Undiagnosed TB spurs hospital outbreak

Centers for Disease Control and Prevention. Tuberculosis outbreak in a community hospital — District of Columbia, 2002. MMWR 2004; 53:214-216.

One health care worker developed tuberculosis and 56 others converted TB skin tests after a patient with unrecognized TB spent three weeks in a community hospital in Washington, DC, the Centers for Disease Control and Prevention (CDC) reports. The patient’s coinfection with HIV possibly masked the TB, resulting in a failure to implement respiratory isolation measures. Although the incidence of TB continues to decline, heightened awareness and vigilance is required by hospital staff to identify and treat people with suspected TB promptly, the CDC advised.

Patients with suspected TB should be placed in respiratory isolation until infectious TB is ruled out. When the patient is transported for medical procedures that cannot be performed in the isolation room, the patient should wear a surgical mask. Hospital infection-control programs are encouraged to develop protocols and implement administrative procedures for HIV-infected patients with pulmonary symptoms suggestive of TB.

Five secondary TB cases were identified, including four patients who had been hospitalized in different rooms on the same medical ward as the index patient. All four had at least one condition associated with increased risk for progression to TB disease (one had HIV infection and diabetes, one had diabetes, and two had end-stage renal disease). The fifth secondary case was a phlebotomist who worked on the same medical ward as the index patient. All five secondary patients received diagnoses three to six months after exposure to the index patient. M. tuberculosis isolates from all six patients had matching genotypes. All TB strains were susceptible to isoniazid and rifampin. In addition to the phlebotomist, 495 (63%) of 784 hospital staff members were evaluated with TB skin tests. Of those, 56 staff members tested positive, of whom 21 (38%) were direct-care providers, six (11%) were ward-based staff, and 29 (52%) were other staff.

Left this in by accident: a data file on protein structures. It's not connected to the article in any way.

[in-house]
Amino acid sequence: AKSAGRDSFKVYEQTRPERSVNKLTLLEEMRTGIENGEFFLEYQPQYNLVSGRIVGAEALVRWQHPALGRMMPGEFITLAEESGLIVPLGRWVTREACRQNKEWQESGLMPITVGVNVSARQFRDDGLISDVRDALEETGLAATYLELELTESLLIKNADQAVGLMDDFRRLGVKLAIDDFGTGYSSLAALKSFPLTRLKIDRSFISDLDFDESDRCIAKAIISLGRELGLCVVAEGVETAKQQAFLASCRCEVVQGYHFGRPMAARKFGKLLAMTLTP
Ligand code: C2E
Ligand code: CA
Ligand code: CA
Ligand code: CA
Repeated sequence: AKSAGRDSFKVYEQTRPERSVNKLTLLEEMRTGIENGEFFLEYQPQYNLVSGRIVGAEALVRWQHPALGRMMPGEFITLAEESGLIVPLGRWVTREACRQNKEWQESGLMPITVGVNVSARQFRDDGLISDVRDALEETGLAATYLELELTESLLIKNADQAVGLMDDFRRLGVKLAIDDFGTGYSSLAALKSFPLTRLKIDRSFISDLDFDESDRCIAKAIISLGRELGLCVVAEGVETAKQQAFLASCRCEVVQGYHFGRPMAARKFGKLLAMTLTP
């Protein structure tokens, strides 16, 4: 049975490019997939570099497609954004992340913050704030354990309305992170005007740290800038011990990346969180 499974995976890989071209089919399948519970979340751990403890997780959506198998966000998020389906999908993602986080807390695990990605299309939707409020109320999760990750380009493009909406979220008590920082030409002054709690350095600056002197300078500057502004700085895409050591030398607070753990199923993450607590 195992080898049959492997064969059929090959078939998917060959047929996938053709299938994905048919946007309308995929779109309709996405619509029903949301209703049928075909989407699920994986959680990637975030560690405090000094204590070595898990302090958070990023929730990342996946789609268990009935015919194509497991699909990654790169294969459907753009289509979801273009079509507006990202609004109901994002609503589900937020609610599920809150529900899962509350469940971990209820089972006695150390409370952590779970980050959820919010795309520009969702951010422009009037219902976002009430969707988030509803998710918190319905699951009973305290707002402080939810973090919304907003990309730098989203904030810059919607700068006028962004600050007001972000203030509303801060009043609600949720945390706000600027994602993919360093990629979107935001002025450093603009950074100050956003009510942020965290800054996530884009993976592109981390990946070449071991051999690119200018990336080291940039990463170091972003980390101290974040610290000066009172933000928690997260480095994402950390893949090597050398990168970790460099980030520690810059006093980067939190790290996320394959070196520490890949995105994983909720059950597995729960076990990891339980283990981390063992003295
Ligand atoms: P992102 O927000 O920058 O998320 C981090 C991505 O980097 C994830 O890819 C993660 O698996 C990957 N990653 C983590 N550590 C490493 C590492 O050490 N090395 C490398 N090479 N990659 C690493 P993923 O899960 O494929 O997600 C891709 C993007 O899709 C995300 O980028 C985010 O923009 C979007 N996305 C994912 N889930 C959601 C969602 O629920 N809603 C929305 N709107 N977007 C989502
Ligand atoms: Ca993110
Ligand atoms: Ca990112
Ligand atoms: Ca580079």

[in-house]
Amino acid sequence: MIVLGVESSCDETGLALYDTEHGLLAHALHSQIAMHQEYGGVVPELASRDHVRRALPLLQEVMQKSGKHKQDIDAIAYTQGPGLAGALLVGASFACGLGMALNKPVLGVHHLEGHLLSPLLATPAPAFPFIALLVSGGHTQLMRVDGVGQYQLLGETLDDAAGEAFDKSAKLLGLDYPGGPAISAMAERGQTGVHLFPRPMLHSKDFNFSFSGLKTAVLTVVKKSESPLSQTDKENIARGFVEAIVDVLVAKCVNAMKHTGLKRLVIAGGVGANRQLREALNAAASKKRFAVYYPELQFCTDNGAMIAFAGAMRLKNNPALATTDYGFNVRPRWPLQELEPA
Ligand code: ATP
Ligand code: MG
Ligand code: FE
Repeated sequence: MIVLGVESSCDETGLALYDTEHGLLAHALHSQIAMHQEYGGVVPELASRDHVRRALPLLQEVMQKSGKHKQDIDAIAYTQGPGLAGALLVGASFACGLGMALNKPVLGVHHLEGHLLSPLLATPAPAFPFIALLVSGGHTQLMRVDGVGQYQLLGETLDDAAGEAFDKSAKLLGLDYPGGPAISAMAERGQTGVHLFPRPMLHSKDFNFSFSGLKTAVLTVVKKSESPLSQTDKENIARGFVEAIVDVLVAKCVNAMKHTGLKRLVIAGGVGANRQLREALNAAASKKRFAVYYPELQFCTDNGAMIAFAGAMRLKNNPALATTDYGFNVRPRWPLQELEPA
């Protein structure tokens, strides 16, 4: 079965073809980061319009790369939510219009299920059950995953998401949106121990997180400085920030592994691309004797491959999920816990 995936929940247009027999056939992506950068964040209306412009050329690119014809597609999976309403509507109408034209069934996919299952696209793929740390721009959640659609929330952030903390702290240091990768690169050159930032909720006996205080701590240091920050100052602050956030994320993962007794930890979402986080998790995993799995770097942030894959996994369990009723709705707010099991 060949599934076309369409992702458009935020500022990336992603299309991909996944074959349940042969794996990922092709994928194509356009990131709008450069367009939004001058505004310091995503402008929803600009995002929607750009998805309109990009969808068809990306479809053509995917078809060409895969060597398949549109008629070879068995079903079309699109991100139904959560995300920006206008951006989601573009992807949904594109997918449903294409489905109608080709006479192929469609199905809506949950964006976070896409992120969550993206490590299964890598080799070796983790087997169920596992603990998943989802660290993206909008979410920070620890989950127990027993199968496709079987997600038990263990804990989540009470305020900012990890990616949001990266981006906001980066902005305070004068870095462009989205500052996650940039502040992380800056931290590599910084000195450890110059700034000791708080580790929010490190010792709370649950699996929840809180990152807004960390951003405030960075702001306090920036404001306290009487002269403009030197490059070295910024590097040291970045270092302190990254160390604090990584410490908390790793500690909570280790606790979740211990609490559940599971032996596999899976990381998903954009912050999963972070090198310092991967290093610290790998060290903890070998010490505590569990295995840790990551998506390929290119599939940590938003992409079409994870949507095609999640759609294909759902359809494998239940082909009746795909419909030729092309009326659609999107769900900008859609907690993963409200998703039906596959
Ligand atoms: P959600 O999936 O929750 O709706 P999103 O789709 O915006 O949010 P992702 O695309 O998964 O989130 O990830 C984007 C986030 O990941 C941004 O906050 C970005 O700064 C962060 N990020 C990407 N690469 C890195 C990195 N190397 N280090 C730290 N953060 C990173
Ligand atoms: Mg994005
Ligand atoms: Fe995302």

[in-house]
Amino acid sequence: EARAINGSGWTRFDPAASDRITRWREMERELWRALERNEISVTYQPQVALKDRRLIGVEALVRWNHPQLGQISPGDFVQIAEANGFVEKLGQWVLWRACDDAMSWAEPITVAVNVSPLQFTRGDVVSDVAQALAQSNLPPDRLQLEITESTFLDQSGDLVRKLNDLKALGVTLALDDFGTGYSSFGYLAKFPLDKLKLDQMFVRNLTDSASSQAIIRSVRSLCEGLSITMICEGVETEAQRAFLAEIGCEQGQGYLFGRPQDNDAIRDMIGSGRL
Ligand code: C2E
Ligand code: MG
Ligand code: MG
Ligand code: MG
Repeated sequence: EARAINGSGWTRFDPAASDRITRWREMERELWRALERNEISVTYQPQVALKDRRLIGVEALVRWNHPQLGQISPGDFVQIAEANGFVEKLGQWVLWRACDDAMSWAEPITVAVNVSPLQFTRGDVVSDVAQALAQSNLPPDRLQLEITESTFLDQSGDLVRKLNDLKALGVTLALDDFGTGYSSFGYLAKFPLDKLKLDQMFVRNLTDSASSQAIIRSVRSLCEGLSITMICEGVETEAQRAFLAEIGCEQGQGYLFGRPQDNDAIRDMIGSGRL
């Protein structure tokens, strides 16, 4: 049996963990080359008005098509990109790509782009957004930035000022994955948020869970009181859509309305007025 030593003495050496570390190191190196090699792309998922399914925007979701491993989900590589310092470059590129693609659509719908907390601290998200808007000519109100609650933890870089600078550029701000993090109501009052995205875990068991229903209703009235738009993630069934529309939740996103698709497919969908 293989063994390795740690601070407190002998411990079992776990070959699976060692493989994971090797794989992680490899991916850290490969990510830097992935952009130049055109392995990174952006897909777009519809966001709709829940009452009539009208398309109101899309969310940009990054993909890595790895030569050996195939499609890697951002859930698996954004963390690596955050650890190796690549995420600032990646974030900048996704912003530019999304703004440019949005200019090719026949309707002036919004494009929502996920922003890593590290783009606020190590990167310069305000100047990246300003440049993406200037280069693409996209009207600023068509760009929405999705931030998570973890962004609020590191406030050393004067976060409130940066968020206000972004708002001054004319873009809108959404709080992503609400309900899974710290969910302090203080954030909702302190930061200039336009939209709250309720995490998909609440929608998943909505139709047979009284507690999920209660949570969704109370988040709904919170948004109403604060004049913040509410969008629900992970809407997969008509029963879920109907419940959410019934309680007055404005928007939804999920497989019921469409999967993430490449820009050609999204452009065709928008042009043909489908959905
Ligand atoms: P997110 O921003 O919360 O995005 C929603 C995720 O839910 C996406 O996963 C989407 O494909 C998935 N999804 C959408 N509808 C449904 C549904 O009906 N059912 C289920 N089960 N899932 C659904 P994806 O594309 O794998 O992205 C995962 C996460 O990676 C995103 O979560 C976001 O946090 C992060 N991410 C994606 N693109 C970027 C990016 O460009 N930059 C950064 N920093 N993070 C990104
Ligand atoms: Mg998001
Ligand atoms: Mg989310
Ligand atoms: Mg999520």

Mupirocin strategy fails in nonsurgical patients

Wertheim HFL, Vos MC, Ott A, et al. Mupirocin Prophylaxis against nosocomial Staphylococcus aureus infections in nonsurgical patients. Ann Intern Med 2004; 140:419-425.

Routine patient culture for Staphylococcus aureus nasal carriage at admission and subsequent mupirocin application did not provide effective prophylaxis against nosocomial S. aureus infections in nonsurgical patients, the authors of this study reported. Staphylococcus aureus nasal carriage is a major risk factor for nosocomial S. aureus infection. Studies show intranasal mupirocin can prevent nosocomial surgical-site infections.

To assess the efficacy of mupirocin prophylaxis in preventing nosocomial S. aureus infections in nonsurgical patients, researchers conducted a randomized, double-blind, placebo-controlled trial at three tertiary care academic hospitals and one nonacademic hospital.

The patients included 1,602 culture-proven S. aureus carriers hospitalized in nonsurgical departments. Therapy with mupirocin 2% nasal ointment was applied to 793 patients, while a group of 809 received a placebo ointment. The regimen was mupirocin twice daily for five days, started one to three days after admission.

The mupirocin and placebo groups did not statistically differ in the rates of nosocomial S. aureus infections (mupirocin, 2.6%; placebo, 2.8%); mortality (mupirocin, 3.0%; placebo, 2.8%), or duration of hospitalization (median for both, eight days). A total of 77% of S. aureus nosocomial infections were endogenous.